Once again Victor Davis Hanson nails it. Read it.

The boot-on-the-neck, kick-ass administration. We are the boot we have been waiting for.

Friday, June 18, 2010

commuter bike trails

The'll print anything that smack's of 'go-green' in the newspaper, even my rant:

I wonder if I had taken the position that we should 'not-spend' government money, if they would have printed it?

Tuesday, June 15, 2010

BP eye cries an Obama Oil Tear

Excellent image from Bob...

As the people of the Gulf States suffer, our President continues using this situation to sell us Bigger Government, more taxes, and more pipe dreams of "Green Energy" sources, that he pretends either exist now or will shortly in the future. More lies, more wasted time, more oil on our shores, and more policies to bankrupt our nation and erode our liberties... 
The only "Change" this represents is a fundamental departure from everything that made our country great. 

I wonder of that oil slick he is complicity responsible for hinders his golf game?


The government spending problem is way worse than it really appears

At some point, young people are simply going to say: Screw You Old People,

No pensions, no SS, no Medicare any longer for you, because we don't have the money.

Problem solved.


The Other National Debt

Kevin Williamson

This article originally appeared in the June 21, 2010, issue of NR.


About that $14 trillion national debt: Get ready to tack some zeroes onto it. Taken alone, the amount of debt issued by the federal government — that $14 trillion figure that shows up on the national ledger — is a terrifying, awesome, hellacious number: Fourteen trillion seconds ago, Greenland was covered by lush and verdant forests, and the Neanderthals had not yet been outwitted and driven into extinction by Homo sapiens sapiens, because we did not yet exist. Big number, 14 trillion, and yet it doesn't even begin to cover the real indebtedness of American governments at the federal, state, and local levels, because governments don't count up their liabilities the same way businesses do.

Accountants get a bad rap — boring, green-eyeshades-wearing, nebbishy little men chained to their desks down in the fluorescent-lit basements of Corporate America — but, in truth, accountants wield an awesome power. In the case of the federal  government, they wield the power to make vast amounts of debt disappear — from the public discourse, at least. A couple of months ago, you may recall, Rep. Henry Waxman (D., State of Bankruptcy) got his Fruit of the Looms in a full-on buntline hitch when AT&T, Caterpillar, Verizon, and a host of other blue-chip behemoths started taking plus-size writedowns in response to some of the more punitive provisions of the health-care legislation Mr. Waxman had helped to pass. His little mustache no doubt bristling in indignation, Representative Waxman sent dunning letters to the CEOs of these companies and demanded that they come before Congress to explain their accounting practices. One White House staffer told reporters that the writedowns appeared to be designed "to embarrass the president and Democrats."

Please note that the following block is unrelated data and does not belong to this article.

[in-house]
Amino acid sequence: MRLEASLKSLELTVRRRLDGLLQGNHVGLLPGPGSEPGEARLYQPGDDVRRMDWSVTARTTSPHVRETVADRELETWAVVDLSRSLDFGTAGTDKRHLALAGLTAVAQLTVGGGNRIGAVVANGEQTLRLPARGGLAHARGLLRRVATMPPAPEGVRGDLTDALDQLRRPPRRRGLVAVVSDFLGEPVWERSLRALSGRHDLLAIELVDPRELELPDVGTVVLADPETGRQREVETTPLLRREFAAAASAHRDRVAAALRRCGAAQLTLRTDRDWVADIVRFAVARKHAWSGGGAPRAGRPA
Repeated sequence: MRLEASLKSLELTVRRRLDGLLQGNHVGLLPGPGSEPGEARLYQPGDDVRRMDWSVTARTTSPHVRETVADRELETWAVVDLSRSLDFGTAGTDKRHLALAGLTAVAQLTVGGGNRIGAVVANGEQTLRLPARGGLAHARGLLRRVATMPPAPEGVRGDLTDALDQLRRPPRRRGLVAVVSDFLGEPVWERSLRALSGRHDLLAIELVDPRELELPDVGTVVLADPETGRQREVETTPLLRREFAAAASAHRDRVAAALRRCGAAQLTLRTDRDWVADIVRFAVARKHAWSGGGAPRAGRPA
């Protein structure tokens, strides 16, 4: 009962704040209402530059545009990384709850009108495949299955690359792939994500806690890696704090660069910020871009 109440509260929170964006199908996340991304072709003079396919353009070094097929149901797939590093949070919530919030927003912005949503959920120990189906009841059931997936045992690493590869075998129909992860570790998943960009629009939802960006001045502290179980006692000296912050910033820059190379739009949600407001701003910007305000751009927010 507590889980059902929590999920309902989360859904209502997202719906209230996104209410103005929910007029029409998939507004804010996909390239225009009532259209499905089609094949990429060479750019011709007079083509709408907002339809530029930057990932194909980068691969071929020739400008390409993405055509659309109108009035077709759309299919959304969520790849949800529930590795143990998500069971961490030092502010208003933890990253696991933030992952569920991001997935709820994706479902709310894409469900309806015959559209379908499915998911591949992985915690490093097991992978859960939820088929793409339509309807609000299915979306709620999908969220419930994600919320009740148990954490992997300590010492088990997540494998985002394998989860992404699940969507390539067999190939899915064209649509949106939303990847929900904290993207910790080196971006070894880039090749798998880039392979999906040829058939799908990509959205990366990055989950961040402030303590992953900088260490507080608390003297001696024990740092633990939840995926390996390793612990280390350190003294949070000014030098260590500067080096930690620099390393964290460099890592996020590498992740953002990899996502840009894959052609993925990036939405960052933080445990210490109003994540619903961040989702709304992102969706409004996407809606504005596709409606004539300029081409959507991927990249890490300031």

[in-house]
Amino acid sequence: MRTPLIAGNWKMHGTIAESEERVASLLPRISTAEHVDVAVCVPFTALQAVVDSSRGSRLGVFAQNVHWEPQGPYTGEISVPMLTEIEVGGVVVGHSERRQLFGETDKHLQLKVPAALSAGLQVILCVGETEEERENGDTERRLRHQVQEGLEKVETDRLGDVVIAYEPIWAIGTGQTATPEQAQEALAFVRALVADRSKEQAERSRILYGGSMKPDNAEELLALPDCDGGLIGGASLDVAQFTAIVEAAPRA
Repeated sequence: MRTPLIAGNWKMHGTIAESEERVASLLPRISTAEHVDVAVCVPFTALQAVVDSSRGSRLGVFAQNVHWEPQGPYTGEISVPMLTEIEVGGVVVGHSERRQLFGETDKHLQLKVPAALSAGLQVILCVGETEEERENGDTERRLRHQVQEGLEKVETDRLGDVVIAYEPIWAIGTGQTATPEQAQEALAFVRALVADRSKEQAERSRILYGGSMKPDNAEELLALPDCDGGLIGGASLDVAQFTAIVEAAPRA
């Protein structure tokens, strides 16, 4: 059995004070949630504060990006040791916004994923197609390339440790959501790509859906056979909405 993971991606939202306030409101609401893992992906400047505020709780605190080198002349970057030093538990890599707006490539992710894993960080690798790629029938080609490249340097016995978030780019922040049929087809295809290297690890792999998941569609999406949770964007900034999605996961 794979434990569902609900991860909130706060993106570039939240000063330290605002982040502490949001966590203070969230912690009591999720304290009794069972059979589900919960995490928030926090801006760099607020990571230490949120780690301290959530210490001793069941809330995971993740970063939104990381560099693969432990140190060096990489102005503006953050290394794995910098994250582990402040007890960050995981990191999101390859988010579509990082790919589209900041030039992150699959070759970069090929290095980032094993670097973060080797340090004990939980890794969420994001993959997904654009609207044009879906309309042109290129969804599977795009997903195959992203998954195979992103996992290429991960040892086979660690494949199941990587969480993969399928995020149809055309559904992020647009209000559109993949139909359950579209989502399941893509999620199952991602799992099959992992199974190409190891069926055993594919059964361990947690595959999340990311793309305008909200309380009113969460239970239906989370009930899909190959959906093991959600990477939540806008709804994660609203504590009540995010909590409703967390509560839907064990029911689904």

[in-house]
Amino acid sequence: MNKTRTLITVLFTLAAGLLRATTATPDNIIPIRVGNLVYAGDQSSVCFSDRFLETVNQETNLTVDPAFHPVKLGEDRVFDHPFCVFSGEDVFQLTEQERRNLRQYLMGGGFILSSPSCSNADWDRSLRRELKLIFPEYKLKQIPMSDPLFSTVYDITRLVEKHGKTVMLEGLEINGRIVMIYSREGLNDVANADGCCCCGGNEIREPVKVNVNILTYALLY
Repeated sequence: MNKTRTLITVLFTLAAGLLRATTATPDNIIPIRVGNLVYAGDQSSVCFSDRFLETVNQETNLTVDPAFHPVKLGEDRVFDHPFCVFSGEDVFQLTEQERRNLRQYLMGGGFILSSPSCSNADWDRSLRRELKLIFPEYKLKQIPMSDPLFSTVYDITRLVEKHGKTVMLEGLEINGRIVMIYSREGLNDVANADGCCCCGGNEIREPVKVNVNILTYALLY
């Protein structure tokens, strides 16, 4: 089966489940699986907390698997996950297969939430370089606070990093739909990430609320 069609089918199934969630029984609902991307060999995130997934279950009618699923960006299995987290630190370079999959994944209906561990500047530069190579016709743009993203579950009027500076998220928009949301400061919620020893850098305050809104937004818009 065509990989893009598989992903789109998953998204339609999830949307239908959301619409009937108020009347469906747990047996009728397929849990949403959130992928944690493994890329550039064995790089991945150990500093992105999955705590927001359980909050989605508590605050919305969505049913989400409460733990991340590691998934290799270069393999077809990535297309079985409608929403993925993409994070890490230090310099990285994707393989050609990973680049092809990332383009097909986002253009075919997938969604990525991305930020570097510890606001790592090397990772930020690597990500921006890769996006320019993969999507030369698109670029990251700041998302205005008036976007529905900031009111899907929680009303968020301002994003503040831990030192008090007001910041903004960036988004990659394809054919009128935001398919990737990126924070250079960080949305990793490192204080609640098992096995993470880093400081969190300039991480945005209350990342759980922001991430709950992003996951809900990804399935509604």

A few discreet whispers from better-informed Democrats, along with a helpful explanation from The Atlantic's Megan McArdle under the headline "Henry Waxman's War on Accounting," helped to clarify the issue: The companies in question are required by law to adjust their financial statements to reflect the new liabilities: "When a company experiences what accountants call 'a material adverse impact' on its expected future earnings, and those changes affect an item that is already on the balance sheet, the company is required to record the negative impact — 'to take the charge against earnings' — as soon as it knows that the change is reasonably likely to occur," McArdle wrote. "The Democrats, however, seem to believe that Generally Accepted Accounting Principles are some sort of conspiracy against Obamacare, and all that is good and right in America." But don't be too hard on the gentleman from California: Government does not work that way. If governments did follow normal accounting practices, taking account of future liabilities today instead of pretending they don't exist, then the national-debt numbers we talk about would be worse — far worse, dreadfully worse — than that monster $14 trillion–and–ratcheting–upward figure we throw around.